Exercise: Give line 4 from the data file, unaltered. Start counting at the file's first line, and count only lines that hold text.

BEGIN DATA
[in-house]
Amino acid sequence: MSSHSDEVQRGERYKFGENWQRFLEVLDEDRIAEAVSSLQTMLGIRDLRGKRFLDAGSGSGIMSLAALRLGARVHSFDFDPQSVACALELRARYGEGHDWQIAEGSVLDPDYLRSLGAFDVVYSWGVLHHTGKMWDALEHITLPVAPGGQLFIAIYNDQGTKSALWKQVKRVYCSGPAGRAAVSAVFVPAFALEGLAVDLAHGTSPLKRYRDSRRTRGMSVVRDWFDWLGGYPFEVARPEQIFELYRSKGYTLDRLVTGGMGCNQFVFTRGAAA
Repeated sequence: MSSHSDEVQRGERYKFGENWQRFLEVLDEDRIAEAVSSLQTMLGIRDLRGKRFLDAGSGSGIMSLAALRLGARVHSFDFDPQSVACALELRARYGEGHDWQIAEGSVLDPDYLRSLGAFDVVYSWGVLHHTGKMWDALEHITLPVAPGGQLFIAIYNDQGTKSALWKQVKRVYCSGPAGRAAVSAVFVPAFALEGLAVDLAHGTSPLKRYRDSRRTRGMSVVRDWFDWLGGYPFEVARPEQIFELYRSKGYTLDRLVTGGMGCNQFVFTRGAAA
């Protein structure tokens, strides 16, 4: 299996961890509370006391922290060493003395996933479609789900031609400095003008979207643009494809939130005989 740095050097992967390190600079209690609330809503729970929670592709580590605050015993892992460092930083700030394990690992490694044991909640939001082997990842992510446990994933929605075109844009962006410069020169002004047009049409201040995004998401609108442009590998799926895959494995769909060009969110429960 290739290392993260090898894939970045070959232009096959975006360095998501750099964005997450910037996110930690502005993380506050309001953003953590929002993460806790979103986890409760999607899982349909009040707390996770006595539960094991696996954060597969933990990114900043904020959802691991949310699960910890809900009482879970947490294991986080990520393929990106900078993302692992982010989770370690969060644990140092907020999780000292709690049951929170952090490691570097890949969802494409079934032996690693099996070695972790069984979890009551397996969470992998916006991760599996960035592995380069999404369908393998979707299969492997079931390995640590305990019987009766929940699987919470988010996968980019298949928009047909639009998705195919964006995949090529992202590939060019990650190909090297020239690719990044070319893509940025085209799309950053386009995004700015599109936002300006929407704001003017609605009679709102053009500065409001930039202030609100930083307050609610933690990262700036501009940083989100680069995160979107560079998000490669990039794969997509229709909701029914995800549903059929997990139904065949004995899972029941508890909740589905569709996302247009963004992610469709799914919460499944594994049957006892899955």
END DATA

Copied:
């Protein structure tokens, strides 16, 4: 299996961890509370006391922290060493003395996933479609789900031609400095003008979207643009494809939130005989 740095050097992967390190600079209690609330809503729970929670592709580590605050015993892992460092930083700030394990690992490694044991909640939001082997990842992510446990994933929605075109844009962006410069020169002004047009049409201040995004998401609108442009590998799926895959494995769909060009969110429960 290739290392993260090898894939970045070959232009096959975006360095998501750099964005997450910037996110930690502005993380506050309001953003953590929002993460806790979103986890409760999607899982349909009040707390996770006595539960094991696996954060597969933990990114900043904020959802691991949310699960910890809900009482879970947490294991986080990520393929990106900078993302692992982010989770370690969060644990140092907020999780000292709690049951929170952090490691570097890949969802494409079934032996690693099996070695972790069984979890009551397996969470992998916006991760599996960035592995380069999404369908393998979707299969492997079931390995640590305990019987009766929940699987919470988010996968980019298949928009047909639009998705195919964006995949090529992202590939060019990650190909090297020239690719990044070319893509940025085209799309950053386009995004700015599109936002300006929407704001003017609605009679709102053009500065409001930039202030609100930083307050609610933690990262700036501009940083989100680069995160979107560079998000490669990039794969997509229709909701029914995800549903059929997990139904065949004995899972029941508890909740589905569709996302247009963004992610469709799914919460499944594994049957006892899955």